Despite encouraging reductions in the use of cigarettes, especially by the middle aged men, the problems of COPD patients persist and are likely to do so in the future. The management of COPD patients is increasingly multidisciplinary, and the patients themselves are entitled to explanation and education not only how their disease arises or what they can do to prevent this disease but also what the different treatments recommended do and what kind of benefits they are likely to achieve from these treatments and smoking cessation (Pauwels, R.A. and Rabe, K.F., 2004).
Definitions: COPD is a spectrum of disease that includes chronic bronchitis, emphysema, long-standing asthma that has become relatively unresponsive to treatment, and small airways disease. The unifying feature of COPD is that it is chronic, slowly progressive disorder characterized by airflow obstruction that is not fully reversible and varies very little from day to day and month to month (Pauwels, R.A. and Rabe, K.F., 2004).
Cigarette Smoking: Cigarette smoking is the most commonly identified correlate with COPD. Experimental studies have shown that prolonged cigarette smoking impairs ciliary movement, inhibits the function of alveolar macrophages, and leads to hypertrophy and hyperplasia of mucus secreting glands. Inhaled cigarette smoke is overwhelmingly the most important risk factor for the development of COPD. Although, COPD can occur in nonsmokers, about 90% cases are thought to be a direct result of cigarette smoking (Jamrozik, K., 2004). On the other hand, lung function decreases after the age of 30-35 years as a part of the ageing process. In normal healthy nonsmokers, the rate of decline of forced expiratory volume at 1 minute is 25 to 30 mL a year; whereas, in at-risk smokers, the rate of decline may be double, that is, 50 to 60 mL a year. What is clearly known is although lost lung function is not regained when smoking is stopped, the rate of decline returns to that of a nonsmoker. The FEV1 often drops below 50% of the predicted before symptoms of COPD appear, and the patients usually present with symptomatic disease at the age of 50 to 70 years. This highlights the importance of the early detection of such high-risk smokers and persuading them to stop smoking. If they can be persuaded to stop, they may never suffer from severe, disabling, and symptomatic disease. Even when a smoker has developed symptomatic disease, stopping smoking will still result in worthwhile salvage of lung function and improved life expectancy (National Collaborating Centre for Chronic Conditions, 2004).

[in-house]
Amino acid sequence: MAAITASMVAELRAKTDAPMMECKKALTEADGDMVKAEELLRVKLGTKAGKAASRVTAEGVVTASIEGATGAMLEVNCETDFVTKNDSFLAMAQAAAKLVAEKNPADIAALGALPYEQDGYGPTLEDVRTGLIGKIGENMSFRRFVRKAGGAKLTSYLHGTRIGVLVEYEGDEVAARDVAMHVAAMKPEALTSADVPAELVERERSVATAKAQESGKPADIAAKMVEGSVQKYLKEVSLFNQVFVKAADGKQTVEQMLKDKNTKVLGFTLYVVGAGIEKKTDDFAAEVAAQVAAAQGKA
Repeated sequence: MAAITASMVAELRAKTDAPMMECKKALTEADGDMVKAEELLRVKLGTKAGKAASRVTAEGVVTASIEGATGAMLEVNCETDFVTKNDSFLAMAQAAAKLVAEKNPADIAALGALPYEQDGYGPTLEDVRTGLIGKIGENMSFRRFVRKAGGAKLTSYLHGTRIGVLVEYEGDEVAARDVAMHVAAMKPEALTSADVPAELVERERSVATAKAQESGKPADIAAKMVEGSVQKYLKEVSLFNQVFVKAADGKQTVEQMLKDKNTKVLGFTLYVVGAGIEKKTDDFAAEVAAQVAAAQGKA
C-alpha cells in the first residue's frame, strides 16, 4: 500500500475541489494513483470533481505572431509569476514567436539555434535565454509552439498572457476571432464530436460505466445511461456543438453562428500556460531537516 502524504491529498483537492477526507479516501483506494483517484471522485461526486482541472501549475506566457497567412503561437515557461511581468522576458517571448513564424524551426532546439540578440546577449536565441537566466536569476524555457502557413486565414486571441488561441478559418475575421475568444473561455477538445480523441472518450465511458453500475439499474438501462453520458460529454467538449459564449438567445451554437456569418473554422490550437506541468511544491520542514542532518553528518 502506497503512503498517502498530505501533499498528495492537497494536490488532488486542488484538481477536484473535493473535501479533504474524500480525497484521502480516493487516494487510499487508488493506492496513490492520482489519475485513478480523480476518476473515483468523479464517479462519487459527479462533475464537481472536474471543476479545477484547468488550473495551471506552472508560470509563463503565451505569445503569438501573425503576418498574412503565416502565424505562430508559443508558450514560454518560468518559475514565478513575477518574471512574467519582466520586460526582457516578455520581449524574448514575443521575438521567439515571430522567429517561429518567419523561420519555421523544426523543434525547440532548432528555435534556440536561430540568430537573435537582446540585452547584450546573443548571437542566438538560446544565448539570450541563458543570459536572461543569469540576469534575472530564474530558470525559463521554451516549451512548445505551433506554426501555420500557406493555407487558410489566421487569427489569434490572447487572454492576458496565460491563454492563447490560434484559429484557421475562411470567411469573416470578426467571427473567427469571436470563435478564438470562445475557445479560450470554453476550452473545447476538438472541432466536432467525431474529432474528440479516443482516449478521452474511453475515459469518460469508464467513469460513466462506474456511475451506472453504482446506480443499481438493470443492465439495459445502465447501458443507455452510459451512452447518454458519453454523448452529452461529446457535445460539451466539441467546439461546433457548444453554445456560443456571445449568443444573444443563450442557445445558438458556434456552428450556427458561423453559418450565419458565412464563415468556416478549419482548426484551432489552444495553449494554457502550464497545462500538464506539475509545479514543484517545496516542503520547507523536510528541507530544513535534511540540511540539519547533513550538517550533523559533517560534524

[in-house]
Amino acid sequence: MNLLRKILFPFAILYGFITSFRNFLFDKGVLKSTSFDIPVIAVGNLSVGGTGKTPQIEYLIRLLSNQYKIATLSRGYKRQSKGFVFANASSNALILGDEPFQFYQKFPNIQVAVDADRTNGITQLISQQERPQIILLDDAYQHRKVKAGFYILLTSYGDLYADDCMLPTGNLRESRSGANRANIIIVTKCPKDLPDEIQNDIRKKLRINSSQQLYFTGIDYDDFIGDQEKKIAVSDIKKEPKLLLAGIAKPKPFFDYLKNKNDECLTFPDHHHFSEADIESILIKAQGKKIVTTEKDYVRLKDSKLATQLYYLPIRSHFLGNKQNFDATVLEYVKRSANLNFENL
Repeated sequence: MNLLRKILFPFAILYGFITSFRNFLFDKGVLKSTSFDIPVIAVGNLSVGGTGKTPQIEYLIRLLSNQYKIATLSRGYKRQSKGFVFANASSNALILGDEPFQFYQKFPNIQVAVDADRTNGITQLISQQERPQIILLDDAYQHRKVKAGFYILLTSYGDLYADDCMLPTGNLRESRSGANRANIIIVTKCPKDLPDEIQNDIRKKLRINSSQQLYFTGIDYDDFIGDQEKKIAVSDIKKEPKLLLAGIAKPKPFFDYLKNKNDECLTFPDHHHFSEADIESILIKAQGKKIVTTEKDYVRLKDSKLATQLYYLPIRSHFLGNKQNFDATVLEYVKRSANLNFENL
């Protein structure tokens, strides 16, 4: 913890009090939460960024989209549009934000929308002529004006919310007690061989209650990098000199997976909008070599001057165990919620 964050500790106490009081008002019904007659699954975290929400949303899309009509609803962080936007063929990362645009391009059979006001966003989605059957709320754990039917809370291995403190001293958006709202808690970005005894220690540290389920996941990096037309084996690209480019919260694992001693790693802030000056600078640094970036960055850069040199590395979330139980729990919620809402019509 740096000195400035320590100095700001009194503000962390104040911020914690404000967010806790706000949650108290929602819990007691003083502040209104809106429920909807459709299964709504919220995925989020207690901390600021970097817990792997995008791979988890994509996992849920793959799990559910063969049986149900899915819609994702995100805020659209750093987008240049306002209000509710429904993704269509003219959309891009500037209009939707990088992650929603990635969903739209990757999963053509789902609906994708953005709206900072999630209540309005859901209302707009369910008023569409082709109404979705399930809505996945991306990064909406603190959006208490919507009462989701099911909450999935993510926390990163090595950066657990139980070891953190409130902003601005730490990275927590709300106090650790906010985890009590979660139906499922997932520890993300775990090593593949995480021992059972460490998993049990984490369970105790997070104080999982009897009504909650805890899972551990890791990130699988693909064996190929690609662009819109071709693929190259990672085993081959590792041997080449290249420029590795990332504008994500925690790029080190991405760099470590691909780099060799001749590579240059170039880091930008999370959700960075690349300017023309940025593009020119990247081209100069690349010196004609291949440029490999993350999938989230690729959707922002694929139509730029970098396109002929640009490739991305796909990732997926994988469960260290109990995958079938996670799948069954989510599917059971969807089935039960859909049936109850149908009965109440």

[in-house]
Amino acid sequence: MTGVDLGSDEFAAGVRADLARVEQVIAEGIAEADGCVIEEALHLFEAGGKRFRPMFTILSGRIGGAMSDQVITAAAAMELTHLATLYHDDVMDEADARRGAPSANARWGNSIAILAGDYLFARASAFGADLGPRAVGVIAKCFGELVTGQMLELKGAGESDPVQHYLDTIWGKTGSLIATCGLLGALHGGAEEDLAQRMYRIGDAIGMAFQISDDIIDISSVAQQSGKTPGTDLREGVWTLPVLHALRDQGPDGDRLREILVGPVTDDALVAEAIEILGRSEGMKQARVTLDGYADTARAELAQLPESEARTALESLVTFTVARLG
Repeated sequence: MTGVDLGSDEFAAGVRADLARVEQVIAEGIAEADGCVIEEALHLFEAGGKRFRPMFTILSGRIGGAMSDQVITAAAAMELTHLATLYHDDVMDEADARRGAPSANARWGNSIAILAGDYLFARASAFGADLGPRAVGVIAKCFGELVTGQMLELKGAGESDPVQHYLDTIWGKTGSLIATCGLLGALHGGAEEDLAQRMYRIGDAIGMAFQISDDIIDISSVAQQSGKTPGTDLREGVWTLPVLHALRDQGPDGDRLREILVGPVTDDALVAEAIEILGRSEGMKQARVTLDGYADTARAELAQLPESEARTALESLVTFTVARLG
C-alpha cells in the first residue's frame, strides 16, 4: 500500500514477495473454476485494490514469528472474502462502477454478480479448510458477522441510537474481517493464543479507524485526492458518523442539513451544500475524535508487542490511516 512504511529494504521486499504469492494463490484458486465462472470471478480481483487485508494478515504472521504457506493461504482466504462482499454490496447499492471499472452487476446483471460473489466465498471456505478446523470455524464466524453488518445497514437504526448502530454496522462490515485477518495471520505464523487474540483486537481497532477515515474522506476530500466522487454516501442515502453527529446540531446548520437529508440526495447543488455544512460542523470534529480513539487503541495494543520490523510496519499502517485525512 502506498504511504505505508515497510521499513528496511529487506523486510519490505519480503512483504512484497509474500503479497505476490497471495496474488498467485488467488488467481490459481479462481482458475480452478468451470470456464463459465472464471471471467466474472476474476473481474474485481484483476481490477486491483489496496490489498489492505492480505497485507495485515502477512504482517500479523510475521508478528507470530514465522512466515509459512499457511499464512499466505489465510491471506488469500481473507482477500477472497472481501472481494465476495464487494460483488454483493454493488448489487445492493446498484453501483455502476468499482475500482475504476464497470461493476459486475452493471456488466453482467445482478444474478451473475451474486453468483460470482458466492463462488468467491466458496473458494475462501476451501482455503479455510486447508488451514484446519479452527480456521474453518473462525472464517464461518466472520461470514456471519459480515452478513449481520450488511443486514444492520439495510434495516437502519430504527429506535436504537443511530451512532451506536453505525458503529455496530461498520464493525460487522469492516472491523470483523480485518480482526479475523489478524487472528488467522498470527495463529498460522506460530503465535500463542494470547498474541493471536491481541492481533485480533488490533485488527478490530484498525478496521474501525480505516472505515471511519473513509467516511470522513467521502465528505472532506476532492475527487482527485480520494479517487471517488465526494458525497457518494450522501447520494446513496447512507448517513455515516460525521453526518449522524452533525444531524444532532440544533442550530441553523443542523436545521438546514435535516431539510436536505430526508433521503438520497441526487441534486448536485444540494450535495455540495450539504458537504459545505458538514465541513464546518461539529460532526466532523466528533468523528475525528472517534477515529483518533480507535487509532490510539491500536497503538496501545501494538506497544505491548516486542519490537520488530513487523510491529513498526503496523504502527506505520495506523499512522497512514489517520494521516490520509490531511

Development of Patient Education Program: Stopping smoking is the single most important intervention in COPD and the only thing that significantly alters the natural history of the disease. It is of primary importance at every stage and must be encouraged actively and continuously. In mild COPD it may be the only treatment needed and may prevent the patient ever developing severe, disabling and life-threatening illness. Therefore, a patient education program with an intention for awareness about the disease could be an acceptable approach in the early stages of the disease. Drugs or medical therapy alone cannot satisfactory ensure short